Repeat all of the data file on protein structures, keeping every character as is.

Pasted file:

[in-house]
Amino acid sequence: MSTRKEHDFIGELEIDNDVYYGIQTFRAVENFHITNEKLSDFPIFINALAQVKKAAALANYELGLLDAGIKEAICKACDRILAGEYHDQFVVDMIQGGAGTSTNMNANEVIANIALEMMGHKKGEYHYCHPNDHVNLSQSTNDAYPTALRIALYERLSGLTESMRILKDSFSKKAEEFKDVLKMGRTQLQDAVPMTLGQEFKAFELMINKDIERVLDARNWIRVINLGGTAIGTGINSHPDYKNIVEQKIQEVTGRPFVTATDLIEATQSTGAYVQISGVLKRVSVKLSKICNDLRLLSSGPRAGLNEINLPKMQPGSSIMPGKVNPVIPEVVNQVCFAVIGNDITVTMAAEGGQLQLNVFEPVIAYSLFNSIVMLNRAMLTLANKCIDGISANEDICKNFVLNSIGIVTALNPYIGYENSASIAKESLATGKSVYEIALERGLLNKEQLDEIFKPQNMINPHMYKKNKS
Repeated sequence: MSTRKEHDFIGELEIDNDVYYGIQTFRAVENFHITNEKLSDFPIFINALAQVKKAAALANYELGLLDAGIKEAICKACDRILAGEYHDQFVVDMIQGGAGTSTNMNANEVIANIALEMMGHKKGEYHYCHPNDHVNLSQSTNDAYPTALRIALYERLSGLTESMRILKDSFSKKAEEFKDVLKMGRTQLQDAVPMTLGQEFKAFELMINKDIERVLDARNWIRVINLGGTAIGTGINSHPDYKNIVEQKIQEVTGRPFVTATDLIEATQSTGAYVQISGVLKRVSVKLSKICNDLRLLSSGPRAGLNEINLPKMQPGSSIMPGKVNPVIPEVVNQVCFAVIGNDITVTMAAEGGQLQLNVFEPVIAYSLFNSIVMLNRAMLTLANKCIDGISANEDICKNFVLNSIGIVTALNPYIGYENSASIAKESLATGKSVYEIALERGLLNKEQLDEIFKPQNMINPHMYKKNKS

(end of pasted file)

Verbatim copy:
[in-house]
Amino acid sequence: MSTRKEHDFIGELEIDNDVYYGIQTFRAVENFHITNEKLSDFPIFINALAQVKKAAALANYELGLLDAGIKEAICKACDRILAGEYHDQFVVDMIQGGAGTSTNMNANEVIANIALEMMGHKKGEYHYCHPNDHVNLSQSTNDAYPTALRIALYERLSGLTESMRILKDSFSKKAEEFKDVLKMGRTQLQDAVPMTLGQEFKAFELMINKDIERVLDARNWIRVINLGGTAIGTGINSHPDYKNIVEQKIQEVTGRPFVTATDLIEATQSTGAYVQISGVLKRVSVKLSKICNDLRLLSSGPRAGLNEINLPKMQPGSSIMPGKVNPVIPEVVNQVCFAVIGNDITVTMAAEGGQLQLNVFEPVIAYSLFNSIVMLNRAMLTLANKCIDGISANEDICKNFVLNSIGIVTALNPYIGYENSASIAKESLATGKSVYEIALERGLLNKEQLDEIFKPQNMINPHMYKKNKS
Repeated sequence: MSTRKEHDFIGELEIDNDVYYGIQTFRAVENFHITNEKLSDFPIFINALAQVKKAAALANYELGLLDAGIKEAICKACDRILAGEYHDQFVVDMIQGGAGTSTNMNANEVIANIALEMMGHKKGEYHYCHPNDHVNLSQSTNDAYPTALRIALYERLSGLTESMRILKDSFSKKAEEFKDVLKMGRTQLQDAVPMTLGQEFKAFELMINKDIERVLDARNWIRVINLGGTAIGTGINSHPDYKNIVEQKIQEVTGRPFVTATDLIEATQSTGAYVQISGVLKRVSVKLSKICNDLRLLSSGPRAGLNEINLPKMQPGSSIMPGKVNPVIPEVVNQVCFAVIGNDITVTMAAEGGQLQLNVFEPVIAYSLFNSIVMLNRAMLTLANKCIDGISANEDICKNFVLNSIGIVTALNPYIGYENSASIAKESLATGKSVYEIALERGLLNKEQLDEIFKPQNMINPHMYKKNKS